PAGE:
In the narrative for healing, as my family and community have been affected by this conflict to the extent that we lost the capacity to make decisions and to properly plan for our future, when I apply this narrative, I will be able to talk about our history in line with the LRA to allow me and my community to reflect on it. This will further help us to find meaning and significance in traumatic events we have lived through with. As it is stated that stories give cognitive and emotional significance to experience and unlock the mysteries of psychological sufferings, I will allow myself and my community to narrate our story to make meanings as we have lost sense of safety and the purpose and order of life for the past years. So I will consider the fact that once this meaning is made, my healings and community’s healing will begin to take place gradually. This is the healing power of the narrative that I see I will be able to use.

Under narrative for action, I will consider the fact that stories inspire us to act, communicate our values, hopes and emotions. I will be able to tell my story and listen to the stories of others that I believe will inspire me to act on their behalf as I am considered educated in my village. So I will apply the public narrative where narratives for history and connection will lead to narrative for action. I will use the story-telling skills to motivate my community to organise themselves to take collective actions to reach our shared values, hopes and concerns.  Through this, I will encourage community leaders to establish new ways of forgiving one another, ways of eradicating the poverty caused by LRA as we will put collective effort into savings and credit cooperatives to empower us economically.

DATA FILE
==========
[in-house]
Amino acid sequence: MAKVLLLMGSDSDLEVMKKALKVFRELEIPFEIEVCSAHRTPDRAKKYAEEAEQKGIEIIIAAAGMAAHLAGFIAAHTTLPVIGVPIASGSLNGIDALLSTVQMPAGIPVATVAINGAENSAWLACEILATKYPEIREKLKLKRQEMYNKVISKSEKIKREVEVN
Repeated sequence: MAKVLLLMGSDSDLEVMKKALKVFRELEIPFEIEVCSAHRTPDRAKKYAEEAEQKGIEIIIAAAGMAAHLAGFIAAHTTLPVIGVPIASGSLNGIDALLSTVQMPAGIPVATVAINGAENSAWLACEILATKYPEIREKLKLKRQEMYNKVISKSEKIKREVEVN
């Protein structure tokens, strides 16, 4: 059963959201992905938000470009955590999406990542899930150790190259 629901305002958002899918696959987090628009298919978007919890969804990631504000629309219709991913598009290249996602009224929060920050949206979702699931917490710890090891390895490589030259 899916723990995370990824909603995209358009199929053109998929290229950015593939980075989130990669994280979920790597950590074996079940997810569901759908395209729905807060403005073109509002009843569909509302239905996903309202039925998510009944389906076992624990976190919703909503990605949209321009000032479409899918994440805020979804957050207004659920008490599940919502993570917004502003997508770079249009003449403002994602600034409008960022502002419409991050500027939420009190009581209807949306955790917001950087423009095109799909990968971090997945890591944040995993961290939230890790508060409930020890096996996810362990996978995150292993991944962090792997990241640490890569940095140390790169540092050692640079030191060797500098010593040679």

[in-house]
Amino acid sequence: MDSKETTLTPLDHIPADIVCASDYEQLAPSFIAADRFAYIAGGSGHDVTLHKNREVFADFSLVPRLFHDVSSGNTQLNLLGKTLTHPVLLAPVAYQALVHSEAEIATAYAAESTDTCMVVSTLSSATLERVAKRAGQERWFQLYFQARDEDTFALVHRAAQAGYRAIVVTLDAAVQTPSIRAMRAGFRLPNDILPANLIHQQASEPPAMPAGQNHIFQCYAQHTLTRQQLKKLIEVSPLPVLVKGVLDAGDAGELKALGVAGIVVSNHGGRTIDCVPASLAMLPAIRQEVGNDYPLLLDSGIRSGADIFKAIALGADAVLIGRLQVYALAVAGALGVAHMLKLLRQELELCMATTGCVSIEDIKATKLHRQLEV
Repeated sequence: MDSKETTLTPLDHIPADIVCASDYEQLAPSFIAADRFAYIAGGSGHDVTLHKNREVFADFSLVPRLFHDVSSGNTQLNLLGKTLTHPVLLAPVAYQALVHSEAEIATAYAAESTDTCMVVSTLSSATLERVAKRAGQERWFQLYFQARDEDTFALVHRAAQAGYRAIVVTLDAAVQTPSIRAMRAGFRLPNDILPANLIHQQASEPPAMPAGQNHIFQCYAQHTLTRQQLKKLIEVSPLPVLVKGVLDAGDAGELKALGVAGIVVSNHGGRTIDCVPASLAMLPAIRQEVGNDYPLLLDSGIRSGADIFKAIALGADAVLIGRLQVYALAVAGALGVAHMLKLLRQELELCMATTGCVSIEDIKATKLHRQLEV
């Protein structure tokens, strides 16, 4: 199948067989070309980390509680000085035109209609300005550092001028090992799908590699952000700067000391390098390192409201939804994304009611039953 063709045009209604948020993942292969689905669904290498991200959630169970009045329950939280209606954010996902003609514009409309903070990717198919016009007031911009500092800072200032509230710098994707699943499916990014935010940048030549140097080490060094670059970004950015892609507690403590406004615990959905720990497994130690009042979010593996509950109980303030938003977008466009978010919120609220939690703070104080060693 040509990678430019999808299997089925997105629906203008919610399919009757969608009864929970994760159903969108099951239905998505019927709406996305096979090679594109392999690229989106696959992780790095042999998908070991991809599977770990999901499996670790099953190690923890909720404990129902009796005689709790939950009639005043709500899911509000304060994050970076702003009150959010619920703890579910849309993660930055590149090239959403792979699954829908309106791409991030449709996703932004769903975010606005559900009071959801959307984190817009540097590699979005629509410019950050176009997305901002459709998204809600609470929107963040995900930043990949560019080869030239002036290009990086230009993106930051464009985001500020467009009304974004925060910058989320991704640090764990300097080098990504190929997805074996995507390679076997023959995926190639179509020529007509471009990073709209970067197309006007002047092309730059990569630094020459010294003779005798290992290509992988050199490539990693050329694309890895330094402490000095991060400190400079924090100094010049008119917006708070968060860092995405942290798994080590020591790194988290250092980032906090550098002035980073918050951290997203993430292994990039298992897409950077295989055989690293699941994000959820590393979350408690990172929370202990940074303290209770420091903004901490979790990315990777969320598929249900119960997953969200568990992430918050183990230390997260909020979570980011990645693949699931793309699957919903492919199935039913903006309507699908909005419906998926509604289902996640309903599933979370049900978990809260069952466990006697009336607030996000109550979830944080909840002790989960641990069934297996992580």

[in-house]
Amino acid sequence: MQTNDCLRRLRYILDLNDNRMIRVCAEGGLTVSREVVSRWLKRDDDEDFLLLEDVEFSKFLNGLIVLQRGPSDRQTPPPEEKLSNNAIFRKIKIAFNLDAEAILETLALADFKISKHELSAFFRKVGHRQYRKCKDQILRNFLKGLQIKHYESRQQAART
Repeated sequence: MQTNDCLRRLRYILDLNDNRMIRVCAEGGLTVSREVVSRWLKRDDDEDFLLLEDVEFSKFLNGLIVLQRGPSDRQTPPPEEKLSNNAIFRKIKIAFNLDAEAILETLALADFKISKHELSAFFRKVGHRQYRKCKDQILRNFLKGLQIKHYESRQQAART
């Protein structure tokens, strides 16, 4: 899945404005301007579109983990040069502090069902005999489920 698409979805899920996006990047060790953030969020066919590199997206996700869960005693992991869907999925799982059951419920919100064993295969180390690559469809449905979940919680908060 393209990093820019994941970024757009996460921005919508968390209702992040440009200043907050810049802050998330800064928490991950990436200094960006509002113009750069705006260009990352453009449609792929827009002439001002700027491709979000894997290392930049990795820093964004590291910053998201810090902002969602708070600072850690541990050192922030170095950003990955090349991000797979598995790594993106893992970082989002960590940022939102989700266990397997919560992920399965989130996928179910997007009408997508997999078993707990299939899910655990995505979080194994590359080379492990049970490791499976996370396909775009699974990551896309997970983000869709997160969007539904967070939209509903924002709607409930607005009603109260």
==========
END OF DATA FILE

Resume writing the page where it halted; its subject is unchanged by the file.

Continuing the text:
Yago: Finally, could you share with us how this Transforming Historical Harms framework has helped you for a better understanding of the LRA conflict?